This way, you become more intentional about crafting a culture to set your team up for success, rather than it being an afterthought. Your team values are more powerful when they are related to the work that you need to do. Although teams can implement a range of quick tips and techniques that will make a difference in the immediate term, when these are “random” and not connected to team vision, goals and values, their impact will be shorter-lived. By moving from being tactical to being strategic, your values help you to work according to your quality standards or the impact you want to make. 

2. Use your culture development to strengthen your team’s identity and enhance how you create value together

A high-performing team will continually level up. Team members grow together, increasing their capacity to solve problems and respond to challenges. Co-creating your culture is an opportunity for you all to double down on what makes your team unique. 

As well as the work you do, this uniqueness comes directly from the knowledge, experience, perspectives and insights of your team members. And so your team’s potential for growth is also dependent on each team member’s ability to learn and grow.

By making space for creative conversations and critical thinking, you enable people to see how they contribute to the team culture. You can identify the areas that you each need to pay attention to and keep each other accountable. This tightens bonds in your team and ensures everyone is committed to collective development.

3. Create a culture roadmap to outline how you will stay accountable and connected

To keep your culture development top of mind and to continue to shift in the right direction, take some time to zoom out with your team to create a “roadmap” which includes:

  • Times for collaborative discussions and time alone for thinking/reflection/deep work
  • The meetings you will have and to what cadence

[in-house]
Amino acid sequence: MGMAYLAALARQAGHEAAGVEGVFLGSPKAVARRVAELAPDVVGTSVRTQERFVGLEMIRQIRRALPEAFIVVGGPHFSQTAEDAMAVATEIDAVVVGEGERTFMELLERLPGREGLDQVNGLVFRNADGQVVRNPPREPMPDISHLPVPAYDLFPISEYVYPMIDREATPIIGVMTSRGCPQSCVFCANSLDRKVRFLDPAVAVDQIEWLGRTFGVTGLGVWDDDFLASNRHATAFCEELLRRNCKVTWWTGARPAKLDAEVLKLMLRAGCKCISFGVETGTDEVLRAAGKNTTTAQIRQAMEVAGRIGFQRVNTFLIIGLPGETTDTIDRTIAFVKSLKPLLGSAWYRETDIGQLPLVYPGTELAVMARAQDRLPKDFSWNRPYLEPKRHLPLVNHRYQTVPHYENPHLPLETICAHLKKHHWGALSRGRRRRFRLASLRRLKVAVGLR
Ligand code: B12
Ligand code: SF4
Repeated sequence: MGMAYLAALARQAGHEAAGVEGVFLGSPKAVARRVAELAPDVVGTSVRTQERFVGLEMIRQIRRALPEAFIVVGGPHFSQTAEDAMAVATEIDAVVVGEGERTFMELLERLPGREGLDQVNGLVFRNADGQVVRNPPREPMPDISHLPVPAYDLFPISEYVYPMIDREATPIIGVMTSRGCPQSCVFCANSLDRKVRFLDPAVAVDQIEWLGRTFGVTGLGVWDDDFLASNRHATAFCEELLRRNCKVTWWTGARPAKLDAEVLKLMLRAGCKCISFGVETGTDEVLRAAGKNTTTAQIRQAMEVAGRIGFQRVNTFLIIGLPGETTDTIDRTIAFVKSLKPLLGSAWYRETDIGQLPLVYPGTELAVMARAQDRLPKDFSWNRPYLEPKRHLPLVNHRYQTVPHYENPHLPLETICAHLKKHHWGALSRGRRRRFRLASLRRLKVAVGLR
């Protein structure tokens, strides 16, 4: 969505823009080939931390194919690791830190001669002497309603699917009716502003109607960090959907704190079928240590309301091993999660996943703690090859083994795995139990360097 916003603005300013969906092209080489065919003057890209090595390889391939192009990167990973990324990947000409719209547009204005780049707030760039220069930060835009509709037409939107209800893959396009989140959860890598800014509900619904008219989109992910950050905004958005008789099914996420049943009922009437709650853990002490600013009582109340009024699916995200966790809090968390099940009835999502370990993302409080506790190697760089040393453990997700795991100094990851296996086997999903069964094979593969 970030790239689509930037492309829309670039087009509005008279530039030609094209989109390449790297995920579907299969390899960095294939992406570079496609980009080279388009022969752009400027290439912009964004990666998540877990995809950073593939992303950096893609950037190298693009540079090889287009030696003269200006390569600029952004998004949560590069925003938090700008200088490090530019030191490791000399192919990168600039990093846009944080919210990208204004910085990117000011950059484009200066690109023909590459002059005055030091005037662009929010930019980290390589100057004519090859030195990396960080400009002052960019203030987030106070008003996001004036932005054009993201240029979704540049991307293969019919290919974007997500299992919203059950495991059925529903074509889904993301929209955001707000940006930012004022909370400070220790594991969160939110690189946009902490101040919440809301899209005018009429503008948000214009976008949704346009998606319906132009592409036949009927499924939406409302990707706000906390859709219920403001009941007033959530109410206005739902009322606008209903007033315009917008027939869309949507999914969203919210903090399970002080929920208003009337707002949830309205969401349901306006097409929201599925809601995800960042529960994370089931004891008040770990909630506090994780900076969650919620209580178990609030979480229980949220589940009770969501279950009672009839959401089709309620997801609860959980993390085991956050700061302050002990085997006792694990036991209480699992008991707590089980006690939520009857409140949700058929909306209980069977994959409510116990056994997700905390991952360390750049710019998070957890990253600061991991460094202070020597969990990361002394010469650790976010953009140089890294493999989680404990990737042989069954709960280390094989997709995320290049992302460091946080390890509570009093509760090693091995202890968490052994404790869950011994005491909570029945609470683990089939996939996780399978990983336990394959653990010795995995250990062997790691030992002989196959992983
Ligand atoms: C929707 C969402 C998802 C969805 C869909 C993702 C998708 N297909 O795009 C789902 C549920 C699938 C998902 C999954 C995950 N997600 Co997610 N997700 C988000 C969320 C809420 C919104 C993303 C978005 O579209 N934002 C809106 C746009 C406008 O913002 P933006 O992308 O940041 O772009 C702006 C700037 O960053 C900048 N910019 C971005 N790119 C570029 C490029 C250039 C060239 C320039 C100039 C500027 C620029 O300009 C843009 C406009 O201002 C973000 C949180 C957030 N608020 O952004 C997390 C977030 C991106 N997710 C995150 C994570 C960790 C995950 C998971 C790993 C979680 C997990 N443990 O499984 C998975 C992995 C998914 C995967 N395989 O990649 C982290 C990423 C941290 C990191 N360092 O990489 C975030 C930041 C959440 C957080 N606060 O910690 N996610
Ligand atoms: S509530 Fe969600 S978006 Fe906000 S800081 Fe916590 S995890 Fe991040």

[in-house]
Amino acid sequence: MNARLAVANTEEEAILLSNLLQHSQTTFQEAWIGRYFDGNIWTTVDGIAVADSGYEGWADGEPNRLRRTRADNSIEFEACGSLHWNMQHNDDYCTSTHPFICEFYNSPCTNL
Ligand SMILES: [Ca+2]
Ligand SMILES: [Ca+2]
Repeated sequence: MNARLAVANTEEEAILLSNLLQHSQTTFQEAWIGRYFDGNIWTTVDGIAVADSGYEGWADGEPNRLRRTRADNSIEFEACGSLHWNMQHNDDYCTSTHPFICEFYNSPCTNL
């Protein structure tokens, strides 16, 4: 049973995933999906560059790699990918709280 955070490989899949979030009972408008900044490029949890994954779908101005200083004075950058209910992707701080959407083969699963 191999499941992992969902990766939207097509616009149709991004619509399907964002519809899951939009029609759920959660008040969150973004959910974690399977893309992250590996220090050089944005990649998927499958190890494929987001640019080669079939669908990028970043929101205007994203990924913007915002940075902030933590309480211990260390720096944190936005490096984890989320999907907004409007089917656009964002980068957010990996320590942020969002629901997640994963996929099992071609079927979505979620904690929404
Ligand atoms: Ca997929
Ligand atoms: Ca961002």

• When you might have any big team away days and what the focus will be
  • How you will ensure engaging conversations that involve everyone when you are together
  • The asynchronous communication methods you’ll use between meetings to stay connected
  • Using visual thinking to support transparency and clarity 
  • Observations of group dynamics and optimising for psychological safety

This discussion will help your team to create practices that support high performance. Of course, these may change as the context and environment shift around you. But, with this holistic approach, working on your culture becomes more aligned with your actual work, and less about separate, disconnected “team building” events. Achieving long-term change becomes a little easier when you stay committed and pay close attention to it. The habits and behaviours you aim to develop will start to become embedded into your ways of working. You’re making a consistent effort towards culture and building momentum, rather than hoping for big one-off and immediate changes. 

Investing time in culture now is future-proofing your team and the workplace

While leaders are mainly responsible for bringing teams together effectively, they must also understand the value of encouraging all team members to play an active role in co-creating their culture. There are too many factors at play for a leader to be solely responsible for culture, and it’s unsustainable to do so. Team culture is a journey everyone should be on together.

Building collaboration capacity across a team creates stronger bonds so that the culture becomes self-sustaining.  A team is more likely to achieve its goals now, but will also be more ready and resilient to deal with any future challenges and uncertainty. In the longer term, those team members will also be well-equipped with the skills and awareness to facilitate high performance and engagement in the future teams they may lead themselves.

If you’re ready to kick-start your team culture journey with actionable insights and a clear framework, check out our Team Culture Diagnostic.